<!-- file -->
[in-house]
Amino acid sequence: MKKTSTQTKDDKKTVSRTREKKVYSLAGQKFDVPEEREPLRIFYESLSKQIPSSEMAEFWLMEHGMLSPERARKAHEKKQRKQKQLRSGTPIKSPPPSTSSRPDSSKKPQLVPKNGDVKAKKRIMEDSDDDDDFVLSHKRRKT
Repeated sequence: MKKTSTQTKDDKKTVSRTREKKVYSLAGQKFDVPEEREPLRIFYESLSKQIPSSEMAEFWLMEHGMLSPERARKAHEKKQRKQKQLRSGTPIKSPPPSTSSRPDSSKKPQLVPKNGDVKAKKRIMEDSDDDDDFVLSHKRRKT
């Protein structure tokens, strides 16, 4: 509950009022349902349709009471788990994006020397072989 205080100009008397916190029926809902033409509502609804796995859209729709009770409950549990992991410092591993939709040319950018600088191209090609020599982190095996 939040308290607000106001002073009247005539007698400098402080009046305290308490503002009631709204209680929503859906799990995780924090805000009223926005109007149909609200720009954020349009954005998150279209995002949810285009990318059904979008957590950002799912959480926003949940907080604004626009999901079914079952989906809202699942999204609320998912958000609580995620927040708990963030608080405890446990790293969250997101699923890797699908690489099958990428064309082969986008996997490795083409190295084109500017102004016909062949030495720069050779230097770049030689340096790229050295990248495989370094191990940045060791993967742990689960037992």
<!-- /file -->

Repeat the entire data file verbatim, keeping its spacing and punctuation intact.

[in-house]
Amino acid sequence: MKKTSTQTKDDKKTVSRTREKKVYSLAGQKFDVPEEREPLRIFYESLSKQIPSSEMAEFWLMEHGMLSPERARKAHEKKQRKQKQLRSGTPIKSPPPSTSSRPDSSKKPQLVPKNGDVKAKKRIMEDSDDDDDFVLSHKRRKT
Repeated sequence: MKKTSTQTKDDKKTVSRTREKKVYSLAGQKFDVPEEREPLRIFYESLSKQIPSSEMAEFWLMEHGMLSPERARKAHEKKQRKQKQLRSGTPIKSPPPSTSSRPDSSKKPQLVPKNGDVKAKKRIMEDSDDDDDFVLSHKRRKT
């Protein structure tokens, strides 16, 4: 509950009022349902349709009471788990994006020397072989 205080100009008397916190029926809902033409509502609804796995859209729709009770409950549990992991410092591993939709040319950018600088191209090609020599982190095996 939040308290607000106001002073009247005539007698400098402080009046305290308490503002009631709204209680929503859906799990995780924090805000009223926005109007149909609200720009954020349009954005998150279209995002949810285009990318059904979008957590950002799912959480926003949940907080604004626009999901079914079952989906809202699942999204609320998912958000609580995620927040708990963030608080405890446990790293969250997101699923890797699908690489099958990428064309082969986008996997490795083409190295084109500017102004016909062949030495720069050779230097770049030689340096790229050295990248495989370094191990940045060791993967742990689960037992």